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Wish you looked like Brad Pitt or Cameron Diaz or even Cher instead of, well, you? MTV’s recent reality show “I Want a Famous Face” proves that you can certainly try!

As its name suggests, the show focuses on people who will do anything to resemble their favorite stars, including going under the knife, enduring weeks of pain, and paying thousands of dollars to be transformed. On the show, MTV documents the whole process before, during, and after the surgeries and shares the patients’ stories with the nation. Interestingly, MTV chooses subjects who have already decided to go through these procedures, but does not pay for the surgeries or any other expenses, or choose the doctors.

Though MTV claims this is an ever-growing trend among Americans, doctors who perform plastic surgery have expressed concern over the casual way the show approaches these extremely risky surgeries. "Today, it's getting easier to take obsession to a whole new level,” the show’s narrator states during its opening.

Dr. Rod Rohrich, president of the American Society of Plastic Surgeons, thinks people who expect to look exactly like someone else are setting themselves up for disappointment. The show makes it seem like "getting plastic surgery is like going to get a pair of shoes,” he says.

Other experts agree. "The show raises red flags," Dr. Keith LaFerriere, president of the American Academy of Facial Plastic and Reconstructive Surgery tells The New York Daily News. "Facial plastic surgery is about enhancing what you have to feel better about yourself. It's not about making you look like a different person."

Perhaps most dramatic is Jessica, a pre-op transsexual who has always felt like a woman trapped in a man's body. Before participating in the show, Jessica (who was born Michael) had already undergone eight months of hormone treatment and is now legally changing his name and status to Jessica--female.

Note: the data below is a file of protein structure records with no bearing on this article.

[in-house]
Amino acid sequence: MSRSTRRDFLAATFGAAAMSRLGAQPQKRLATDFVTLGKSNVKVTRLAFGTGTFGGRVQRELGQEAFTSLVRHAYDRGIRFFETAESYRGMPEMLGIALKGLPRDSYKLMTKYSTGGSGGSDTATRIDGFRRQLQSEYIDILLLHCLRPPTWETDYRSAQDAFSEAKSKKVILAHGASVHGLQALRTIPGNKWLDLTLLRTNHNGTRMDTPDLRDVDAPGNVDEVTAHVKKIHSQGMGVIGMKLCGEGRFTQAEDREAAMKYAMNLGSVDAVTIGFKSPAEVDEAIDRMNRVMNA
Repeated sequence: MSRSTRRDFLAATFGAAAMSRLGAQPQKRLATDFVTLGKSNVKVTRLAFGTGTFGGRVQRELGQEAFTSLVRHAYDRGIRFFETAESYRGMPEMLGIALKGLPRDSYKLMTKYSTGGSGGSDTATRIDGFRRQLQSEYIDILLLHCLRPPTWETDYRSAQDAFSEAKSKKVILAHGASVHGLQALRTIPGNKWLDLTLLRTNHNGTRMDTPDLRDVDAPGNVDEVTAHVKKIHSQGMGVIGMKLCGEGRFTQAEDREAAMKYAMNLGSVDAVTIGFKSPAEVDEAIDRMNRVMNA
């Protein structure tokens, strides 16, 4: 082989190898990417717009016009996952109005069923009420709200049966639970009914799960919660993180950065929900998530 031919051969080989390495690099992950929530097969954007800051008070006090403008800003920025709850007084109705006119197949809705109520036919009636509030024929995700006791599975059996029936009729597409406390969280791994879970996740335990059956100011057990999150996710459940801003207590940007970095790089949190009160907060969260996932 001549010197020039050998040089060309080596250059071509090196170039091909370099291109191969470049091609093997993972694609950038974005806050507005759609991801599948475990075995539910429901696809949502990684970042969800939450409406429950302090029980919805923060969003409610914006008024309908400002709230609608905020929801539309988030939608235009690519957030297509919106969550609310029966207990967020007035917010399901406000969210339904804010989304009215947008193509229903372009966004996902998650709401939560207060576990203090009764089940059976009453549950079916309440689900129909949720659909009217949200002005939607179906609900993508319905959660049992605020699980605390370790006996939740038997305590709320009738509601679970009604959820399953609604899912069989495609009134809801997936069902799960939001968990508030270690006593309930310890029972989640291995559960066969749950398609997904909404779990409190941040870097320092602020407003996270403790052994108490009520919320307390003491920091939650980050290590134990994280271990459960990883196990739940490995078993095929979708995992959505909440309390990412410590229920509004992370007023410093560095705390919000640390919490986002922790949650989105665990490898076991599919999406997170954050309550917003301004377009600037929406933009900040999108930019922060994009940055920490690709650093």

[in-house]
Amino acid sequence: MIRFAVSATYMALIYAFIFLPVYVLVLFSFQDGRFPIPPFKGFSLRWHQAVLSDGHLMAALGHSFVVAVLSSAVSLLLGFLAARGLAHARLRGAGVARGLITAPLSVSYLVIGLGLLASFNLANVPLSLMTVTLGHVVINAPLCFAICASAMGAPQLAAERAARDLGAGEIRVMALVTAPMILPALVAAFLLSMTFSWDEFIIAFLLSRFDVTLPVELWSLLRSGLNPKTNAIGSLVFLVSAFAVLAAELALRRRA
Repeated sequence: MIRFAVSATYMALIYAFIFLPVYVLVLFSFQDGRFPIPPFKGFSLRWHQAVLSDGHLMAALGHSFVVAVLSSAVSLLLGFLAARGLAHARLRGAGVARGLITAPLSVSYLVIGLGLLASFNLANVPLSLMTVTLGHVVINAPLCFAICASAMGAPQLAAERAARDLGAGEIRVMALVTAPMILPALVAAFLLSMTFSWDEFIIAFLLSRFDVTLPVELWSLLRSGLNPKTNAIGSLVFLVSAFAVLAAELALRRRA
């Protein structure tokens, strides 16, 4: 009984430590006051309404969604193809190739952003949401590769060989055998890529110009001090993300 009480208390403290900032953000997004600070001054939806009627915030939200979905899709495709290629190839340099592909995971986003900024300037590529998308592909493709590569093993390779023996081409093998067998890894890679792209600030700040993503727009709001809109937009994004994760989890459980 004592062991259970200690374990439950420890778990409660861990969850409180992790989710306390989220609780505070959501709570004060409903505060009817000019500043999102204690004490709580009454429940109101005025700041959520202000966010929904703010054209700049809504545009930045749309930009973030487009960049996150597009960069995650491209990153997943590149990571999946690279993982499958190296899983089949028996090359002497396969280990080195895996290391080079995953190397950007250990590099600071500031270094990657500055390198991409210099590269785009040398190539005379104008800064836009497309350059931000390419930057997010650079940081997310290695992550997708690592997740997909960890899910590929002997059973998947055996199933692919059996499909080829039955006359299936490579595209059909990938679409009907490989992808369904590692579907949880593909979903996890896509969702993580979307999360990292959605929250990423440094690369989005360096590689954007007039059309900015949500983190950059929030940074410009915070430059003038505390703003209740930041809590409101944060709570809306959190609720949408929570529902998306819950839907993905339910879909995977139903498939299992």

Jessica, who wants to look like J.lo and pursue a modeling career, originally wanted butt implants but decided to get breast implants, cheek implants, an eyebrow lift, her eyebrow bone shaved and her hairline lowered. Will she finally have the J. Lo look she's longed for with her new, feminized face and body?

Though few of the hopefuls seem to have received the exact results they sought from their surgeries, many were transformed into completely different looking people. Still, the patients featured on the show seem pleased with the overall results. “I feel foxy and ferocious!” says Jeanette, a Florida native who had surgery on the show to look more like Kate Winslet. “I have yet to be mistaken for Kate, but that's OK. I am just fine being me.”

And what about the 20 year-old twins, Mike and Matt, who had their faces reconstructed to resemble Brad Pitt? They may not look at all like Pitt, but they say they are glad they got the surgery. “I haven't been mistaken for Brad Pitt, but it wasn't his face I wanted,” Matt claims. “It was his strong bone structure.”

Be honest- who’d you rather be- you or hybrid-Hollywood you? The nice thing about 2004 is the choice is- yours! / Issue 50 - September 2018
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